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Trial Court's Overly Broad Reading of 'Ambiguous' Domestic Violence Protection Order Leads to Overturned Conviction

A man convicted of violating a domestic violence protection order successfully persuaded the Illinois Appellate Court to throw out that conviction due to flaws both with the order and with his trial. The order was ambiguous and confusing, but the statute governing "stay away" orders like the one issued in this case requires the state to prove that the abuser came impermissibly close to the victim (or his or her residence) and did so intentionally, neither of which the state proved.

A man convicted of violating a domestic violence protection order successfully persuaded the Illinois Appellate Court to throw out that conviction due to flaws both with the order and with his trial. The order was ambiguous and confusing, but the statute governing "stay away" orders like the one issued in this case requires the state to prove that the abuser came impermissibly close to the victim (or his or her residence) and did so intentionally, neither of which the state proved.

In the fall of 2012, a trial court entered an order of protection requiring Michael Gabriel to stay 1,000 feet away from Rilee Nichols' residence, as well as the College of DuPage, where both Gabriel and Nichols were students. Only 11 days later, a college police officer pulled over a Pontiac for a registration violation and discovered Gabriel behind the wheel. Upon discovering the existence of the order of protection, the officer arrested Gabriel for violating the order.

At trial, Gabriel argued that the order only required him to stay away from the college whenever Nichols was there, and the state put on no evidence that the woman was on (or anywhere near) campus when the officer pulled him over. The state, however, argued that the order required Gabriel to stay away from the college at all times. The trial court found Gabriel guilty and sentenced him to 12 months supervision.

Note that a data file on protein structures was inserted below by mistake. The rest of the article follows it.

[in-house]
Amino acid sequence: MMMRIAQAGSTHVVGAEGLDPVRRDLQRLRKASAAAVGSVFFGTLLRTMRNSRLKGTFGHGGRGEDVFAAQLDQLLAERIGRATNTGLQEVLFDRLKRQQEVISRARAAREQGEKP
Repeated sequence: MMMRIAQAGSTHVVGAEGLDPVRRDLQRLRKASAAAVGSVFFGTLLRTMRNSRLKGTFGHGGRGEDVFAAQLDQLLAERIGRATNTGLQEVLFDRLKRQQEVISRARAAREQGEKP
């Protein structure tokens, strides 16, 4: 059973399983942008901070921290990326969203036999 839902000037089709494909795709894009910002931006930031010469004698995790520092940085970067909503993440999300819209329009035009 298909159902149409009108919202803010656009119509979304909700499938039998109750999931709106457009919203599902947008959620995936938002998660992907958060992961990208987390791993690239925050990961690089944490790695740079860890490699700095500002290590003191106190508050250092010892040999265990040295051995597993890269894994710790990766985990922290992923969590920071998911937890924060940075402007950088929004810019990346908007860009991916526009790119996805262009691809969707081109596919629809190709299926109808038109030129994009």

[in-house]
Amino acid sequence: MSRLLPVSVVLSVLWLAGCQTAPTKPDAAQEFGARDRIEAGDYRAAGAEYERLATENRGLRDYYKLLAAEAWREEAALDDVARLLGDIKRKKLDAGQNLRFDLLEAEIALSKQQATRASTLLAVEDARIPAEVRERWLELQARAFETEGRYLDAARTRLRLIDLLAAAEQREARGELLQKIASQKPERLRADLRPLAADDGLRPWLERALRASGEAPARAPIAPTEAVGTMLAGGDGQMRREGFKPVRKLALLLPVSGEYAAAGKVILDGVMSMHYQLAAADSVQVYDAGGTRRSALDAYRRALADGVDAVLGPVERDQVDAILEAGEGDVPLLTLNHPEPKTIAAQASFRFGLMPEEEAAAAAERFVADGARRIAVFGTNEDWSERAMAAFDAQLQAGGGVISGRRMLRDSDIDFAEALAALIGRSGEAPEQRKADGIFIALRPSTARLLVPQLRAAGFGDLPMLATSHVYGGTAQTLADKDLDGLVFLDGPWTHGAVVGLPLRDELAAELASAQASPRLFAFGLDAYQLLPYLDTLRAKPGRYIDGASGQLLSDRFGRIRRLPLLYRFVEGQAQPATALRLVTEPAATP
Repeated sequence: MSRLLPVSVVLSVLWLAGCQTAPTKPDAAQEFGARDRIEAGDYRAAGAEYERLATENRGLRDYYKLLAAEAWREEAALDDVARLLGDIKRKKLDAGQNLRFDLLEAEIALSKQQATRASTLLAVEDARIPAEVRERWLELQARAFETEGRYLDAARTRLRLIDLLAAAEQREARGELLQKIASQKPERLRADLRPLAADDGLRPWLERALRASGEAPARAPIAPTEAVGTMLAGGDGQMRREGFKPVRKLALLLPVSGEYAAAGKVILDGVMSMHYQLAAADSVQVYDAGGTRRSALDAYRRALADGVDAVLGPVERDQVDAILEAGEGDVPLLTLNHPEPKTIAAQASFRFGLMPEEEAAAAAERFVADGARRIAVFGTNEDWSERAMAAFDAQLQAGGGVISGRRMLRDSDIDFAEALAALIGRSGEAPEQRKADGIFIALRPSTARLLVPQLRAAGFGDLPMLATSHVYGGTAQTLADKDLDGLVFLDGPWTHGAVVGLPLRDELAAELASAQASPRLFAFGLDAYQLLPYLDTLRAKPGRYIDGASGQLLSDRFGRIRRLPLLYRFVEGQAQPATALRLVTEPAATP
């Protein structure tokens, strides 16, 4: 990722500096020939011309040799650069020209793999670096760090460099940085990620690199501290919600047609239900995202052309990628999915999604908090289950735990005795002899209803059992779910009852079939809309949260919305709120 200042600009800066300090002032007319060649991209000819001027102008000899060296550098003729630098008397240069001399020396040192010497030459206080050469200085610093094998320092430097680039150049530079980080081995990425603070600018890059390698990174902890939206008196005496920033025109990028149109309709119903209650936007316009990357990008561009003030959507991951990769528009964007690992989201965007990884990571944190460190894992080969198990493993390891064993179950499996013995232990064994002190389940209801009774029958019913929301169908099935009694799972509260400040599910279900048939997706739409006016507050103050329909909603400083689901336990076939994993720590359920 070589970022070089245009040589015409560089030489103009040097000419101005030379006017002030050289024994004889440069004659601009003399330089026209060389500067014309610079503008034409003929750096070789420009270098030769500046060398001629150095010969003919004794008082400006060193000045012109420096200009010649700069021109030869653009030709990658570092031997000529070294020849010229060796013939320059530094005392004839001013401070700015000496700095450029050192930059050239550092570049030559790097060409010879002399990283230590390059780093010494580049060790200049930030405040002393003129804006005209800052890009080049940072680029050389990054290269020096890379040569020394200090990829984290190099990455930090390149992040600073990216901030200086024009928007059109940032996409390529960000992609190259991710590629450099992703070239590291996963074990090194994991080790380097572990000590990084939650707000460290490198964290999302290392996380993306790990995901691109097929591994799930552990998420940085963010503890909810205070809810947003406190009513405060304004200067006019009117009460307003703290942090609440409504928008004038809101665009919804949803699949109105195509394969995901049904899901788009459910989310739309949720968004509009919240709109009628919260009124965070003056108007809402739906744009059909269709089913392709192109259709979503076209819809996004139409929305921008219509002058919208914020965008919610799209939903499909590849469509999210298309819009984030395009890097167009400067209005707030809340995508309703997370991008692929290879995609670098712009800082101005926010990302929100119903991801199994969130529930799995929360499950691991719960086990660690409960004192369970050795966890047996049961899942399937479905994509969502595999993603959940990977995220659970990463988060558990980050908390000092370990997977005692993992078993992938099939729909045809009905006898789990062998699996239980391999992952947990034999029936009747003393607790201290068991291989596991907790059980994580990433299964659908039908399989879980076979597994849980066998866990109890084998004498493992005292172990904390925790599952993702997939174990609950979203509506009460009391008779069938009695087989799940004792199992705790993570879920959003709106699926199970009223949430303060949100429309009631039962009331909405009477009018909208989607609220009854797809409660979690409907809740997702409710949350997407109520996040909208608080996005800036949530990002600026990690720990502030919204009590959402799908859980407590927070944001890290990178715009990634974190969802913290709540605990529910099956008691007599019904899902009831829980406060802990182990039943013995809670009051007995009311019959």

The man, however, was more successful on appeal. The appeals court concluded that the trial court's interpretation of the order of protection - namely, that Gabriel was forbidden from coming within 1,000 feet of campus regardless of Nichols' presence - was too broad.

Part of the problem was within the order of protection itself, which the appeals court characterized as "confusing at best." However, even with the order of protection's lack of clarity, the trial court's interpretation of it was legally invalid. The court that issued the order of protection did so under the statutory authority of Section 214(b)(3) of the Illinois Domestic Violence Act. That section authorizes courts to order abusers to stay a certain distance away from their victims and their residences. The statute's authority would only extend to a public place, such as the victim's school, if the victim was present at that location.

Based upon this interpretation, the man's conviction fell apart because the state did not prove that the woman was on campus when Gabriel was stopped. The state also failed to prove that Gabriel intended to be on campus at a time when Nichols was there. This was also necessary because the crime of violating an order of protection requires the state not only to show that the abuser violated the order, but that he or she intended to do so.

While the entry of a domestic violence order against you is a serious matter, being convicted of violating an order of protection is far more serious and should be addressed aggressively. For advice and representation on your order of protection case, contact the DuPage County criminal defense attorneys at Martin & Kent about your DUI case. Our attorneys can help you contest your violation charge and put on the best possible defense.

Contact us online or by calling (888) 388-9151 to schedule your confidential initial consultation at no charge.

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